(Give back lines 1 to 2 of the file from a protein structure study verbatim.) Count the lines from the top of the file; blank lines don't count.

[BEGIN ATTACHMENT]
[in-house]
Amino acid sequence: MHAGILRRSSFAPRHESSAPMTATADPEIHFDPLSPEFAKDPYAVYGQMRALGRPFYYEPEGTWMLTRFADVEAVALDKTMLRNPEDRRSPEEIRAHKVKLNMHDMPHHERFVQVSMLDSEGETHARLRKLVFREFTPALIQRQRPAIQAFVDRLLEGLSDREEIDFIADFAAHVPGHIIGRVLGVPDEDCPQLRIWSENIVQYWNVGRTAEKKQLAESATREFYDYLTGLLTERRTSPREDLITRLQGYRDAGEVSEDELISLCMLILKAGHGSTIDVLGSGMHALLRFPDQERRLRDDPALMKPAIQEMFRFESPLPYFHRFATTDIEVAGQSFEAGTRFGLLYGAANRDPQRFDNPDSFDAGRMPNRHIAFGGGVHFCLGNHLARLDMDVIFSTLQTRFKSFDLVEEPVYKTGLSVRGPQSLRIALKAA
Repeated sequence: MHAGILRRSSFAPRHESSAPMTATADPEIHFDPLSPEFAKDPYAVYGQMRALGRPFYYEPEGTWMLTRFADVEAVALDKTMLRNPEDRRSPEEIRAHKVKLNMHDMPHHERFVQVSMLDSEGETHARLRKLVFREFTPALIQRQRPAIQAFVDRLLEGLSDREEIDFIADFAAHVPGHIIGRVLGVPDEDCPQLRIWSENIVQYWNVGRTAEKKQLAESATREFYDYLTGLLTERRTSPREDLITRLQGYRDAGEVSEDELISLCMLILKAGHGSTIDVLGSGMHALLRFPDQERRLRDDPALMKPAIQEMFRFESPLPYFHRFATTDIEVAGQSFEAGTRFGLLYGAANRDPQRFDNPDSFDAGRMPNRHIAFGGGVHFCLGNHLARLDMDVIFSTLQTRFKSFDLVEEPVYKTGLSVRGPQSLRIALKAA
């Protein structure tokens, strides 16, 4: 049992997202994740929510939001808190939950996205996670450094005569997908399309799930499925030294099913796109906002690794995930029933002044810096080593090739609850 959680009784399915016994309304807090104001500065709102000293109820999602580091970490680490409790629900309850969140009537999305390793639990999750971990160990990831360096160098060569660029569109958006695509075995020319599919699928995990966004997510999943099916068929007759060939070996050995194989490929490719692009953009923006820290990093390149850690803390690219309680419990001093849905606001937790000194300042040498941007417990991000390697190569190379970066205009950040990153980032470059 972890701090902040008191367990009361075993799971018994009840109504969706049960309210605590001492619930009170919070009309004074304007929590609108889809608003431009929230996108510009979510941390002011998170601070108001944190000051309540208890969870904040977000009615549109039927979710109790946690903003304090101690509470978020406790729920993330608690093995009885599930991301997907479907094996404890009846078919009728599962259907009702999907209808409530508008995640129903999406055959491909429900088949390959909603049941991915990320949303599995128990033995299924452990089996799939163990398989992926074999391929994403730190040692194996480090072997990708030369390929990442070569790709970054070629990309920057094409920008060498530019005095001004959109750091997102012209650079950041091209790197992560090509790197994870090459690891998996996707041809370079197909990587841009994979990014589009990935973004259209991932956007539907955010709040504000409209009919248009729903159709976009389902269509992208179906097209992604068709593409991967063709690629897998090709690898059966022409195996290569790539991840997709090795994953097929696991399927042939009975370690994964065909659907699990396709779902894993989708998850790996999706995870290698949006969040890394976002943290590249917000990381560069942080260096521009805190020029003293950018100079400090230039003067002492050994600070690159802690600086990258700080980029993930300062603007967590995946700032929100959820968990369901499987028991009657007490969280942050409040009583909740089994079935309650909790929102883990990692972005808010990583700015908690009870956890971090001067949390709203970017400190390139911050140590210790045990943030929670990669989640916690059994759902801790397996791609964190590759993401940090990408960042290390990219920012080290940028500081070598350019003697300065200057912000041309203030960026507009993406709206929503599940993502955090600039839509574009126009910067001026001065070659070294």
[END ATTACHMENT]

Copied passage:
[in-house]
Amino acid sequence: MHAGILRRSSFAPRHESSAPMTATADPEIHFDPLSPEFAKDPYAVYGQMRALGRPFYYEPEGTWMLTRFADVEAVALDKTMLRNPEDRRSPEEIRAHKVKLNMHDMPHHERFVQVSMLDSEGETHARLRKLVFREFTPALIQRQRPAIQAFVDRLLEGLSDREEIDFIADFAAHVPGHIIGRVLGVPDEDCPQLRIWSENIVQYWNVGRTAEKKQLAESATREFYDYLTGLLTERRTSPREDLITRLQGYRDAGEVSEDELISLCMLILKAGHGSTIDVLGSGMHALLRFPDQERRLRDDPALMKPAIQEMFRFESPLPYFHRFATTDIEVAGQSFEAGTRFGLLYGAANRDPQRFDNPDSFDAGRMPNRHIAFGGGVHFCLGNHLARLDMDVIFSTLQTRFKSFDLVEEPVYKTGLSVRGPQSLRIALKAA